Statement from Alamosa City Councilor Michael Carson
FOR two years now I have been involved in a fight that was mostly behind the scenes. An extremely important battle to protect the lifeblood of this Valley. This fight has now come to the forefront in what would seem to be a David vs. Goliath scenario.
This of course being the water export proposal that has been recycled by Renewable Water Resources and pushed as a great solution the San Luis Valley’s Water shortage. This proposal has recently been submitted to The Douglas County Board of Commissioners as a fix for water sustainability. This latest scheme proposes to pipe water out of The San Luis Valley into the South Platte River and on to Douglas County. They are proposing to do so through a plan that is very disturbing from a technical and logical standpoint. It is based on inaccurate data that grossly exaggerated the water availability in the Valley. This data, which was debunked in courts, has been misused multiple times to try and accomplish the same thing … take our water to subsidize the unchecked growth in the Front Range along the I-25 corridor.
I wear many hats in my daily life. Primarily that of a father of three children all of whom call this Valley home. I am also the IT Manager at the Rio Grande Water Conservation District which as of late has become a role that has engulfed me in this battle along with my elected office as an
Alamosa City Councilor. It is a paramount task to help keep entities like RWR (Renewable Water Resources) at bay.
During my time at the District, I have watched our Subdistricts struggle daily to manage this finite resource. We are in the midst of a 20-year drought that is just getting worse by the day. Our shallow aquifer has taken a huge hit this year alone dropping it to lowest January in recorded history. Which would indicate that the deep aquifer is also dropping.
The water inflow to the aquifer RWR purports as a perpetual source of “renewable” water is simply not there. Any person can see this by looking Northeast at the Sangre De Cristo Mountains and seeing them bare at a time that they should be covered with snow. All these facts were omitted in the presentation RWR’s consultant gave to the Douglas County commissioners this week.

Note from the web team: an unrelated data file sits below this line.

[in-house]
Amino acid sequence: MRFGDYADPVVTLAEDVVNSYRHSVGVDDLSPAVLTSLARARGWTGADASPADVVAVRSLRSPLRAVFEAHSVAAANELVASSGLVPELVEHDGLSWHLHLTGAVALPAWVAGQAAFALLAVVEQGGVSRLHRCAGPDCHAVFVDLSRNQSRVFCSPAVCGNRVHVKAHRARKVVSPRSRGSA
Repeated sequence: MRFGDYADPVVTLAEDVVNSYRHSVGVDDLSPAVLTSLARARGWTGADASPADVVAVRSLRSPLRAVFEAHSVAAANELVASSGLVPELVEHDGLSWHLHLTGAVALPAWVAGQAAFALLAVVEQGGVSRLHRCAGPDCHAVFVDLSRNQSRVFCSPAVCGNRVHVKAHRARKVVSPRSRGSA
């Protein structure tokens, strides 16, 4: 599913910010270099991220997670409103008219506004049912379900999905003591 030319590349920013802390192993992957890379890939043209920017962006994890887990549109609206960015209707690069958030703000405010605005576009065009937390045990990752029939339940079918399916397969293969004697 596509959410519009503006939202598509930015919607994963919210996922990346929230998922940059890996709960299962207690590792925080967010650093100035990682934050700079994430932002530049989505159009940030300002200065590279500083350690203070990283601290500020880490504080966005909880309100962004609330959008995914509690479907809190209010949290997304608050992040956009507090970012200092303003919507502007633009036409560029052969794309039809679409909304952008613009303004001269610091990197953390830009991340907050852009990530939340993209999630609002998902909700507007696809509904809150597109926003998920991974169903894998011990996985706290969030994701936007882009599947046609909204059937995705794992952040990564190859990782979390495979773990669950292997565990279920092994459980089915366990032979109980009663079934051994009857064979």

Given these facts, it is hard to understand why any public official would see it as a good investment of American Rescue Plan Act funds for a resource that is simply not there. As an elected official, when considering spending millions of tax payer’s money, it should be invested on advancing projects that are more of a guarantee. RWR’s proposal to use ARPA funds to advance water export is a huge gamble for Douglas County. Dozens of other water providers from Douglas County with VIABLE projects are vying for this same money.
This is simply be a bad buy. The Colorado attorney general has spoken out against RWR’s plans. If it ever advances, RWR’s plan will be tied up in court for decades. Why would Douglas County invest $20 million in a project that has such a low probability of ever being built?
Please join me in fighting this latest water grab by visiting www.protectsanluisvalleywater.com and informing yourself of our efforts to keep our water here in the San Luis Valley. Please share our information on social media and with your friends and family in the Front Range and all over Colorado. You will find contact information to write letters to the commissioners and the news media. The Rio Grande Water Conservation District along with our coalition of partners have been instrumental in keeping schemes like this from coming to fruition in the past and will continue to do so into the future.